Feud: Bette and Joan Fans Lament the Meddling of Man and Publicity Machine

The second episode of Ryan Murphy's FX drama points fingers squarely at male interference for financial gain.

by | March 12, 2017 | Comments

Kenzie Dalton, Jessica Lange in Feud (FX)

The second episode of FX’s new Ryan Murphy show Feud, appropriately titled “The Other Woman,” drilled down on the feud at the heart of the drama ― or, more specifically, why it didn’t really need to happen at all.

Spoiler alert: Do not keep reading if you haven’t watched the second episode of Feud yet.

The episode begins with Joan Crawford (Jessica Lange) getting her hackles up about the young, blonde actress (Kenzie Dalton) hired to play the next-door neighbor in What Ever Happened to Baby Jane? Part of the problem is Crawford’s insecurity about aging, but part of it is her worry about director Robert Aldrich‘s (Alfred Molina) wandering eye and penchant for blondes. He gets distracted by this PYT and suddenly the film is ruined.

Crawford enlists Bette Davis (Susan Sarandon) as an ally in getting the neighbor girl re-cast and in doing so, the two begin to form a bond.

“We have to support each other, Bette,” Crawford tells her co-star. “I’m worried our director isn’t taking care of us, so we have to take care of each other.”

The fans were all in for this camaraderie.

But the studio can’t have these two famed rivals getting along, that’s not what the gossip-mongering fans want to hear. And it’s not what will open What Ever Happened to Baby Jane? on 400 screens nationwide, which was a huge opening for 1962.

This Feud fan sums up the problem:

Susan Sarandon in Feud (FX)

It’s dangerous ― for the men and the publicity machine.

Jack Warner (Stanley Tucci) railroads Aldrich into fanning the feud flames and Aldrich complies, planting some vicious quotes about Crawford’s falsies in Hedda Hopper‘s (Judy Davis) column, allegedly said by Davis.

Crawford retaliates by not only going on record with some vicious quotes about Davis looking old, but giving the rebuttal to Louella Parsons, Hopper’s infamous gossip column rival.

What it all boils down to is these strong women, who really can rule the world when they work together, being pitted against each other by men.

Alfred Molina in Feud (Kurt Iswarienko/FX)

The saddest part is that both Davis and Crawford could use not only each other as friends, but Aldrich too. If he could keep it in his pants, and they weren’t so blinded by insecurity and loneliness, the trio could have been unstoppable — as friends.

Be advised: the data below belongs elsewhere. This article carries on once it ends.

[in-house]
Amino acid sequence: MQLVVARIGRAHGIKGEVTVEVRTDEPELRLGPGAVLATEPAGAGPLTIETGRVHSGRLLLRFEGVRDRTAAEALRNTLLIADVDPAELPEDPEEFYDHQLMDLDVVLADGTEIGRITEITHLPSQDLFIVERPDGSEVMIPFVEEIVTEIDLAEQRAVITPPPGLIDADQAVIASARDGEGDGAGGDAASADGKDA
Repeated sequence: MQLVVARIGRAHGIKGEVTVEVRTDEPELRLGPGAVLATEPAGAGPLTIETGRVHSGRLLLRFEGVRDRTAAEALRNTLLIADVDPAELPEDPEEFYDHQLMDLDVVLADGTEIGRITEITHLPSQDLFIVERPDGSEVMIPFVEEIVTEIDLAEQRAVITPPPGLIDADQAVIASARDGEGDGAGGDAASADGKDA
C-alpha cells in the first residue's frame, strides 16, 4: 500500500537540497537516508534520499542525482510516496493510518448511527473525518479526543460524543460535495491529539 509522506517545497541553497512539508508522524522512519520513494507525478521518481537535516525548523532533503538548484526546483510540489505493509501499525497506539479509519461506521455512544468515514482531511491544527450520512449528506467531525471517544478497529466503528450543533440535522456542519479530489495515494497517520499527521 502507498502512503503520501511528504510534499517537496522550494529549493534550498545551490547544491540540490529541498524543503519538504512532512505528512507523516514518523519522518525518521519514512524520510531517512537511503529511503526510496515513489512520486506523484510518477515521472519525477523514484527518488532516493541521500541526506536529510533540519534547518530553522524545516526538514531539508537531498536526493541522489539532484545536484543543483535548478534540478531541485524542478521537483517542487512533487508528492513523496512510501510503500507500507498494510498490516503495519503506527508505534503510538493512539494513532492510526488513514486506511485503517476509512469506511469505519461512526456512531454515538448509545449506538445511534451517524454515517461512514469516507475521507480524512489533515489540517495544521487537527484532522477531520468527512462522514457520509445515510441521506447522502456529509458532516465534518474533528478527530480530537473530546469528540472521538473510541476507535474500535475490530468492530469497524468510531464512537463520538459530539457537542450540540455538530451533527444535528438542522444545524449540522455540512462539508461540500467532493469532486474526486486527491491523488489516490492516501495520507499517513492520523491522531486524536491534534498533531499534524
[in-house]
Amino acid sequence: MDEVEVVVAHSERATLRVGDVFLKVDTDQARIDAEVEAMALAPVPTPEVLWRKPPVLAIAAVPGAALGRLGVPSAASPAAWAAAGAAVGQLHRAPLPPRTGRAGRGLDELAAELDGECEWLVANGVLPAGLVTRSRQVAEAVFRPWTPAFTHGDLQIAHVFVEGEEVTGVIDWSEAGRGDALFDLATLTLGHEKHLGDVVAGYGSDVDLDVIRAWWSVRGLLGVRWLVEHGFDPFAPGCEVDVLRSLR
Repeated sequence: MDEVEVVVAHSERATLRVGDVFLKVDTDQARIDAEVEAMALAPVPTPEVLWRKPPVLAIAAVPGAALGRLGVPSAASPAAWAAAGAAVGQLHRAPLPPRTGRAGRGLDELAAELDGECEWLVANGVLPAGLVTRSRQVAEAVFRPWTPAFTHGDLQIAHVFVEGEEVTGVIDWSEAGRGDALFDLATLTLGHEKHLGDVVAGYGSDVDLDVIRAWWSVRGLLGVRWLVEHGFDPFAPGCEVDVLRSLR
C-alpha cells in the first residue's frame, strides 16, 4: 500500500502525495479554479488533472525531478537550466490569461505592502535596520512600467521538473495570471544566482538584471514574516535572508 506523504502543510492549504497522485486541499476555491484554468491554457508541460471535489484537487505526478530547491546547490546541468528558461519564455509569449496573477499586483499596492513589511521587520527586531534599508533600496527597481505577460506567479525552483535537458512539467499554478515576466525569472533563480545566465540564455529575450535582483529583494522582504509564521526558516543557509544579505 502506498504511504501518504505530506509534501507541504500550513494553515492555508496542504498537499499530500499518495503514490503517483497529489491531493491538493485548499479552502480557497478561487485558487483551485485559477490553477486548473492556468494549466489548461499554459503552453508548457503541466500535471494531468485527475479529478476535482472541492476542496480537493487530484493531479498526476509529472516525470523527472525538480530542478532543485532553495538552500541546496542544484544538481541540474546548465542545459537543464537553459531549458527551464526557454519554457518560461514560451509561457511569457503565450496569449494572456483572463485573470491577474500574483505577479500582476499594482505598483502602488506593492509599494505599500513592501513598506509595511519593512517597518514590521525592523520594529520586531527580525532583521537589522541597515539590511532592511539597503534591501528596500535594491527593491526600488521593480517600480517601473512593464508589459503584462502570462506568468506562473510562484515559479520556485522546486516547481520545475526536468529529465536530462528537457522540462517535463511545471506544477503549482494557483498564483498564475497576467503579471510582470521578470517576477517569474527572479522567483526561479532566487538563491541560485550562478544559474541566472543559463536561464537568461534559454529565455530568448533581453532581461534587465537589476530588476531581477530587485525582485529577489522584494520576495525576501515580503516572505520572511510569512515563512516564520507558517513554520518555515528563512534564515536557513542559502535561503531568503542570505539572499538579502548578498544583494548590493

Unfortunately ―

Feud - Stanley Tucci (Kurt Iswarienko/FX)

Aldrich is not acting in either woman’s interest. And don’t even get us started on Warner.

Susan Sarandon herself summed the whole thing up quite nicely:

Some observers in the media, however, grumbled about the episode being all feud, no substance.

Despite how depressing it is to think how amazing Crawford and Davis could have been as friends and colleagues if they weren’t being manipulated by the studios, the drama certainly made for an excellent episode. It explored exactly what creator Murphy set out to do: examine the way Hollywood treats actresses, especially as they age. Many viewers thought this was an even stronger offering than the premiere.

Feud: Bette and Joan airs Sundays at 10/9C on FX

Tag Cloud

Showtime robots FOX Fox News Rom-Com Red Carpet politics cats what to watch historical drama Reality GIFs TCA sports Bravo Spike Tumblr Best and Worst 2017 streaming Music period drama Mary Tyler Moore Holidays Fantasy Acorn TV Winners BBC America Tomatazos Lionsgate Amazon Awards TruTV biography Toys TV NBC Nominations ABC ITV TBS Emmys Podcast Certified Fresh Horror dramedy talk show war SundanceTV comiccon zombies TV Land DC Comics CBS Extras Star Trek Year in Review Winter TV Esquire Nickelodeon IFC Films OWN See It Skip It HBO spy thriller MTV Set visit Musicals 2016 Britbox Marvel 45 Cartoon Network adventure Sony Pictures SXSW supernatural E! unscripted IFC Comedy based on movie USA Dark Horse Comics docudrama Pixar Drama Interview AMC Comedy Central E3 festivals serial killer justice league Grammys Action 007 crossover First Look Shondaland Musical Adult Swim Animation Reality Competition Trailer crime Ghostbusters BBC A&E X-Men NYCC APB VICE Western Disney Box Office DC streaming service vampires Rock 21st Century Fox binge Kids & Family Fall TV Sundance harry potter Infographic Hulu medical drama PBS political drama golden globes Super Bowl Ellie Kemper Opinion Starz PaleyFest boxoffice Creative Arts Emmys CBS All Access Warner Bros. technology Polls and Games President Schedule Rocky Netflix YA Sneak Peek discovery CMT Thanksgiving Mindy Kaling Oscars cooking Pirates LGBTQ Premiere Dates transformers 2015 Logo Paramount Network National Geographic The Arrangement Teen dceu Valentine's Day WGN ESPN sitcom TCM romance crime drama Nat Geo Superheroe Star Wars VH1 Video Games Paramount Disney Channel Masterpiece Summer Martial Arts zombie RT History Trivia Cosplay cops aliens American Society of Cinematographers FXX Watching Series 20th Century Fox dc hist finale Unbreakable Kimmy Schmidt TLC Country 24 frames GoT FX TIFF TNT El Rey social media singing competition Photos CW Seed Comic Book travel Lifetime police drama Sci-Fi Marathons composers ratings Sundance Now Mystery Universal Freeform Lucasfilm History Biopics DirecTV Spring TV Superheroes cults YouTube Red Christmas BET Syfy ABC Family Food Network DC Universe Character Guide Writers Guild of America SDCC cinemax crime thriller psycho TCA 2017 CNN diversity science fiction thriller Crackle Countdown The CW MSNBC Calendar Election Pop GLAAD USA Network